Meet the Laureates
Meet the Laureates

Aung San Suu Kyi – Burma 1991, Honorary Member

Aung San Suu Kyi (pronounced Ong San Soo Chee) was awarded the Nobel Peace Prize in 1991 in recognition of her work in the nonviolent struggle for democracy and human rights in Burma. For 15 of the past 20 years, Suu Kyi was held under house arrest by the Burmese military junta after her political party, the National League for Democracy (NLD), won the 1990 general election in a landslide victory. The military junta refused to recognize the election results and placed Suu Kyi, along with other pro-democracy activists, under house arrest.  She was released from house arrest on November 13th, 2010. Upon release from house arrest, Aung San Suu Kyi accepted the invitation from Jody Williams, Chair of the Nobel Women's Initiative, and became an honorary member of the Initiative.

Aung San Suu Kyi was born June 19, 1945 in Rangoon, Burma, the daughter of General Aung San and Khin Kyi. Her father, a national leader who led Burma's fight for independence from Great Britain in the 1940s, was assassinated in 1947 when Suu Kyi was two years old.

After graduating from Oxford University in 1967, she worked for the United Nation's Advisory Committee on Administrative and Budgetary Questions, and later as a Visiting Scholar at Kyoto University and a Fellow at the Indian Institute of Advanced studies.

Suu Kyi is founder and current General Secretary of Burma's pro-democracy political party, the National League for Democracy (NLD).

Suu Kyi felt compelled to join Burma's pro-democracy movement in 1988 after returning to visit her mother who was in ill health. Large demonstrations were taking place protesting the repressive one-party government. In September 1988 the State Law and Order Restoration Council (SLORC), now the State Peace and Development Council (SPDC), killed thousands of pro-democracy activists and seized power.

In the 1990 general election the NLD, under the leadership of Suu Kyi, challenged the ruling party and won with an overwhelming 80% majority. However, SLORC refused to recognize the election results and placed Suu Kyi, along with the elected pro-democracy leaders, under house arrest.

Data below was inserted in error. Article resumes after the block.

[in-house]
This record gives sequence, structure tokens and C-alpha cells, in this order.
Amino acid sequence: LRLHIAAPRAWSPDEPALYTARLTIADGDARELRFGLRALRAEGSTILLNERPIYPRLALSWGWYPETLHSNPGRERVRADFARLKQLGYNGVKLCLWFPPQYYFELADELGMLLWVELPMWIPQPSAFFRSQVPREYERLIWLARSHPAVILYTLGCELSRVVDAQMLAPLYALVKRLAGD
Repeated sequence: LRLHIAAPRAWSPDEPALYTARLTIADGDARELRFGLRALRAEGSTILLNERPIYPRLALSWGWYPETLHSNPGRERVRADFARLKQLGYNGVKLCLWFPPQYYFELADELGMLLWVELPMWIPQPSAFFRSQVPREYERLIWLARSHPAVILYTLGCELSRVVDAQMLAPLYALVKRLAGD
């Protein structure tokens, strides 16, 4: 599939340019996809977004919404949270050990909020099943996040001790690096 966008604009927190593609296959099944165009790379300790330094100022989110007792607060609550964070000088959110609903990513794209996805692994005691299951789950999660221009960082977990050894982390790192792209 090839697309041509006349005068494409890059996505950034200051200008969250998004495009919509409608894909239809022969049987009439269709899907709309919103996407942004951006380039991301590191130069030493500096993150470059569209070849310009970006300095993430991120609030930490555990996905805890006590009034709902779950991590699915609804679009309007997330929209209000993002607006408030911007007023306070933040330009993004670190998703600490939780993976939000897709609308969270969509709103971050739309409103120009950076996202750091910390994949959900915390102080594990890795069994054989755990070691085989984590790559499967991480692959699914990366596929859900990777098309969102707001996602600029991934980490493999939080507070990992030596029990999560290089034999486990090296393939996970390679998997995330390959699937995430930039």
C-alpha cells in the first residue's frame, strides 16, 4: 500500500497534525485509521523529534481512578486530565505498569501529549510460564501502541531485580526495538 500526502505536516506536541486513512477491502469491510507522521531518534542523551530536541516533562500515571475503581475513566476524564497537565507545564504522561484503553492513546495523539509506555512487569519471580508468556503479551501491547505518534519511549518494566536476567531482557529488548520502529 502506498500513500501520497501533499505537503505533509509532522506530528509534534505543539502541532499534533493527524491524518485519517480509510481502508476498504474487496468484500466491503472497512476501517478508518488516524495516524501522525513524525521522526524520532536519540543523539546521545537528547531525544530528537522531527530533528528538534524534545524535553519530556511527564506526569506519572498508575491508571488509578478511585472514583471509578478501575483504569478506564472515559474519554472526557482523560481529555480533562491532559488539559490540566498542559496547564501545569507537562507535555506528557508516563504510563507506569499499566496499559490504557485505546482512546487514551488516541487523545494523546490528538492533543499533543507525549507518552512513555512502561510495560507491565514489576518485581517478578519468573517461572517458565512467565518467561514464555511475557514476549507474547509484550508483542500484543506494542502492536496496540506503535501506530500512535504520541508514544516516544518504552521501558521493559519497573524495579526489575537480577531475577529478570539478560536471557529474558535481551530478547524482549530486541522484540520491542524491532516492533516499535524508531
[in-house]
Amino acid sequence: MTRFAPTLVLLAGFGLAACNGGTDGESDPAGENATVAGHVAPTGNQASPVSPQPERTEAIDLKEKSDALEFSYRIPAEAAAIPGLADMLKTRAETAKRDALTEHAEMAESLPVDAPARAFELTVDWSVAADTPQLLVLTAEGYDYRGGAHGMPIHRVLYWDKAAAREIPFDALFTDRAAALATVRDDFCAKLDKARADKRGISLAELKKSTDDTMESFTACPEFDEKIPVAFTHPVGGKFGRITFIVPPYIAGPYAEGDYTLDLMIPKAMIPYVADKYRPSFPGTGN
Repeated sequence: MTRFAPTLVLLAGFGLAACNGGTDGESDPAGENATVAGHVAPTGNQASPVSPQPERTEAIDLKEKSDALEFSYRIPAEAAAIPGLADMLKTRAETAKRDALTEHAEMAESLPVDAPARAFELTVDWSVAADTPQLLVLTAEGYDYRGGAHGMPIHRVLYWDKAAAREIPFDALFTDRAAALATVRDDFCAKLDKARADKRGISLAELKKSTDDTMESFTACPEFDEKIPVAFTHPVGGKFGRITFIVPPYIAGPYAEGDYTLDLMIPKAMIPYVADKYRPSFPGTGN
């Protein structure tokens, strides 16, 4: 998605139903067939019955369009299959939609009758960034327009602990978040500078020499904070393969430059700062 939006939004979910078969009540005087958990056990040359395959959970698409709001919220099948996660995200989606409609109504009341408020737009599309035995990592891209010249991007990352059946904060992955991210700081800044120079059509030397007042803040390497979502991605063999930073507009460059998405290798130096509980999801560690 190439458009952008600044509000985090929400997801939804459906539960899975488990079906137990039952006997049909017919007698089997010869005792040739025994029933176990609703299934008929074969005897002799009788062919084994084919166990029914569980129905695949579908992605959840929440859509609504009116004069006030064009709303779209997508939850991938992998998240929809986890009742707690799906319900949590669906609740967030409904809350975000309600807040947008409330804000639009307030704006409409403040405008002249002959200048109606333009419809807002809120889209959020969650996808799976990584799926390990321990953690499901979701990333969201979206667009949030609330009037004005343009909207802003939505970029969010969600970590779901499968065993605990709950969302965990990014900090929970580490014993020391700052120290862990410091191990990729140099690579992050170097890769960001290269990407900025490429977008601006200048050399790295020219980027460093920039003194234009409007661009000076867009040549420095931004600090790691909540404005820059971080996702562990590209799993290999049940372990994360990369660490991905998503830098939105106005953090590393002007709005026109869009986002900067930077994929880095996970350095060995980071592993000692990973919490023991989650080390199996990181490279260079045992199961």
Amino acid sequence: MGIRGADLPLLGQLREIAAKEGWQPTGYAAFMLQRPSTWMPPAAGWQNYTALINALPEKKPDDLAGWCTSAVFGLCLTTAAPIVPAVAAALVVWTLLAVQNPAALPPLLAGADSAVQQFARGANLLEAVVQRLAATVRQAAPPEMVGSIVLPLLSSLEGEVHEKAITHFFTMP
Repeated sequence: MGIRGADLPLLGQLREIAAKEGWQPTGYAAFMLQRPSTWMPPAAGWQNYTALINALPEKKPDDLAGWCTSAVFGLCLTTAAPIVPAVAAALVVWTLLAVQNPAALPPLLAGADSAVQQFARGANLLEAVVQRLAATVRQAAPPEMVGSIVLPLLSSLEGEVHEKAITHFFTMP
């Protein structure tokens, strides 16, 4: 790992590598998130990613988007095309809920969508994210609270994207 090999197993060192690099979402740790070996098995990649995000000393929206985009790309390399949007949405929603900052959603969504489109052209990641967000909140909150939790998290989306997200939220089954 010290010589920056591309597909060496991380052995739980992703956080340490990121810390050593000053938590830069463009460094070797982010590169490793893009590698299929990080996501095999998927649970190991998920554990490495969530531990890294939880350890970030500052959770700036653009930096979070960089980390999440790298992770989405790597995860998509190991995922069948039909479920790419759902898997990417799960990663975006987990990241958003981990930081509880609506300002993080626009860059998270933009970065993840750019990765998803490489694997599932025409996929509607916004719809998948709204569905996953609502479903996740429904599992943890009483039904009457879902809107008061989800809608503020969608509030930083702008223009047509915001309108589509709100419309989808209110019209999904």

Even under the severe political constraints,  Suu Kyi continues her work for human rights in Burma. She has won numerous international awards including the Sakharov Prize from the European Parliament, United States Presidential Medal of Freedom, the Rafto Human Rights Price, and the Jawaharlal Nehru Award from India. She is the author of several books, including The Voice of Hope and Letters from Burma. In 2005 she was named by Forbes magazine as one of the World's 100 Most Powerful Women.

Jody Williams and Liz Bernstein, Nobel Women's Initiative Director, visited Aung San Suu Kyi at her home in February 2003, before she was re-arrested in May of that year. The only Laureate to visit Suu Kyi, Jody carried messages of support from numerous fellow Laureates. Suu Kyi personally urged them, as she does people around the world, to "please use your liberty to promote ours."

Nobel Peace Prize


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Read about Burma's political history and repression at the hands of the military regime in our Burma section.


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Video: Aung San Suu Kyi speaks on nonviolence


Please use your liberty to promote ours.

Human beings the world over need freedom and security that they may be able to realize their full potential.